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When It's Good to Look Back

As 2017 rapidly approaches, I've been considering goals I hope to accomplish in the coming year and realized that losing weight won't be one of them. This caused me to ponder the time it has taken to reach this point and the craziness I've been through on this journey. To put it all in the proper perspective, I am going to tell you the story. It's not pretty and there's a part of me that really doesn't want to expose this deeply personal history, though I have eluded to it throughout my blog. Now I feel compelled to do so for two reasons: one comes from the Bible in Philippians, the other from a comment made to me about this website.

I haven't read the Bible in its entirety and have found it to be complex, part of the reason I will join a Bible study group. My understanding of the intent of Philippians is to convey the call to be servants. Being a servant requires humility and Philippians exhorts believers to live with selfless humility as an attitude, even in the midst of great and tragic suffering. Perhaps you have, or are currently, dealing with such suffering that you are in the pits of despair and feel that there is no hope. I felt this way when trying to overcome bulimia and it was a suffering that lasted years. I prayed hard for guidance into what talents and gifts I possess that could help me be of service and lead a life of value, and while I realize I am extremely talented and capable (we ALL are), I felt I just wasn't getting it. What if your suffering is your gift in life? I was presented with an opportunity to put my suffering into service but it didn't happen the way I wanted it to and at the time, I didn't see it as a gift. It happened the way God wanted it to and in His time.

While I had been experiencing grief for many years, the opportunity presented itself through a series of tragedies and here I will sum it up: several years living through the heartache of a marriage falling apart and ending in divorce, losing my Father to a horrible accident, and being involved in a bicycle vs. car accident myself where I was left with a permanent back injury. These all happened within a short time frame and I fell into a major depression. I had been binge eating as a bulimic for years but this sent me over the edge and I stopped caring, gained 40 lbs. and pretty much walked away from life, holed up at home with the curtains closed, wouldn't answer the door or the phone and if it hadn't been for my dog, I wouldn't have left the house for anything other than to stock up on junk food. After a year of physical therapy, my pain was no less tolerable and I had to find a way to heal myself. This led me to the discovery of the SuperSlow exercise protocol, with the ultimate outcome of my becoming a certified trainer and starting my own personal training business. Yes, I lost the 40 lbs. and even got into the best shape I had ever been in to that point in my life. I also continued to binge eat though in a more controlled manner.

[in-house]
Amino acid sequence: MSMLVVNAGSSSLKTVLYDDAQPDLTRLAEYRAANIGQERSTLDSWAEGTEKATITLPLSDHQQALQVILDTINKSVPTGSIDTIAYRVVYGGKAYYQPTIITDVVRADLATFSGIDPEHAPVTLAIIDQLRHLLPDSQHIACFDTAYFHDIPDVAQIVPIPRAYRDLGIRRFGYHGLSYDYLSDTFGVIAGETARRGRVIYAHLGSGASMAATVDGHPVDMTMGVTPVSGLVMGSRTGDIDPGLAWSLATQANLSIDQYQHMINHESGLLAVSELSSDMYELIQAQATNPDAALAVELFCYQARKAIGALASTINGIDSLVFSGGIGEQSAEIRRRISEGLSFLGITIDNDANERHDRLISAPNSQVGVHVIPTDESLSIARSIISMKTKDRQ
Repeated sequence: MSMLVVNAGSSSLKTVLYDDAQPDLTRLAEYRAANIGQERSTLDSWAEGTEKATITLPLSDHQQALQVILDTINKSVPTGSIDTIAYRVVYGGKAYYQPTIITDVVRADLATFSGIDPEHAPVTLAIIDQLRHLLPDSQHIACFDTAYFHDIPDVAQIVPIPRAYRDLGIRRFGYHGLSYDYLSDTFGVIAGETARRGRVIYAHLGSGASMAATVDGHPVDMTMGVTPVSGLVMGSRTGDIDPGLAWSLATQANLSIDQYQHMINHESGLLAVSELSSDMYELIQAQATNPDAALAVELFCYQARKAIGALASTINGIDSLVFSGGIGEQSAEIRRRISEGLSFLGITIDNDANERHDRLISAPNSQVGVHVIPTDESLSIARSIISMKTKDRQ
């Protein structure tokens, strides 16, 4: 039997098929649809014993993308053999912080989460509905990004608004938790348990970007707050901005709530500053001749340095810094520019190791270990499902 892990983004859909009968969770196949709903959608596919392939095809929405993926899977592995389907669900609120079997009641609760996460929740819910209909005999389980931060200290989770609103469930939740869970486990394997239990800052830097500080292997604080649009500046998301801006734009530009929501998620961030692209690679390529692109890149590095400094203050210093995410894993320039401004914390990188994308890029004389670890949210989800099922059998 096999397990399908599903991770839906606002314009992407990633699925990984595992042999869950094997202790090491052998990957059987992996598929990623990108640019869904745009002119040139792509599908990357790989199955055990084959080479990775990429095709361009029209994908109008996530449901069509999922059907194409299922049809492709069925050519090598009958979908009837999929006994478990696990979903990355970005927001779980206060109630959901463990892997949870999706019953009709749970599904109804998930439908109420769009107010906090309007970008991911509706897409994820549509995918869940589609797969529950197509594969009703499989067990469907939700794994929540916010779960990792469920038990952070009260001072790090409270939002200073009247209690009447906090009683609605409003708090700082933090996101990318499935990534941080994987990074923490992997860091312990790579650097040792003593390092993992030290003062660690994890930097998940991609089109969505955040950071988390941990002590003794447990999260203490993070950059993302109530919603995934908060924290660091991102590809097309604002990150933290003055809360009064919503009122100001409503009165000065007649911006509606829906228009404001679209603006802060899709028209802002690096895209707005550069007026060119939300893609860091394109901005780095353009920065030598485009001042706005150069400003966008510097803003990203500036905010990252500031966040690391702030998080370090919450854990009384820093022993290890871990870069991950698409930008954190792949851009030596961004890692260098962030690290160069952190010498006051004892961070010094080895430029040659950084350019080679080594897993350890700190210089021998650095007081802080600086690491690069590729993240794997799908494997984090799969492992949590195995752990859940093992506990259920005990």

Initially, I worked part-time in a SuperSlow facility but was approached to start my own center and the rest is history. My client list grew so quickly I had to pinch myself. One of my clients was the editor of The Florida Magazine, a special addition to the Orlando Sentinel newspaper that only ran on Sundays. I pleaded with her to do a piece on SuperSlow and her direct experience with it but she refused, stating conflict of interest. However, she did offer to do a piece on me-and my struggle with bulimia. I adamantly rejected the idea, feeling that while it was one thing to share this with my clients when appropriate, it would spell certain death for my business and credibility as a trainer, not to mention how ashamed I would feel while allowing myself to be publicly humiliated. In addition to that, I had just wrapped up a photo shoot with Dr. Ellington Darden, Ph.D., and would soon be featured in his latest book 'A Flat Stomach, A.S.A.P' - how could I possibly expose this dirty little secret now? But, I did reflect on her proposal and began to do research on eating disorders. When the then-available information proved to be dismal (no cures, no proven therapies, no long-term success stories from rehab protocols, etc.), it seemed that perhaps it was time to be brave and boldly go where very few had gone before.

In 1982, Karen Carpenter died after a 2-year struggle with anorexia at the age of 32. I was a huge fan of hers and was deeply touched. This was also the first high-profile instance of death due to eating disorders that created public awareness. Then, in 1992, tennis superstar Zina Garrison disclosed that she had been suffering with bulimia since 1983. Other than this, there were not very many instances of eating disorders openly discussed. So much stigma surrounding them and because of this, I almost chose to keep it to myself but in 1997, I did share my story. Based on circulation, the estimate is that close to 400,000 people read it and the responses ran the gamut from empathy to pure disgust, no surprise since there was still very little public discourse on eating disorders. The first response was from El Darden, who called to tell me that " took a lot of moxy to share that, and by the way-it looks like you have a comb-over (in reference to the ridiculous hairstyle the make-up artist gave me, LOL. It truly was horrendous!)." I was often recognized while out in public and obtained all kinds of feedback; I received letters, gifts and even calls from parents asking me to please help their children that were going through these disorders. I was asked to speak to groups and this I did though I was ill-equipped to be effective on any level. All I had was my story and I was far from 'cured'.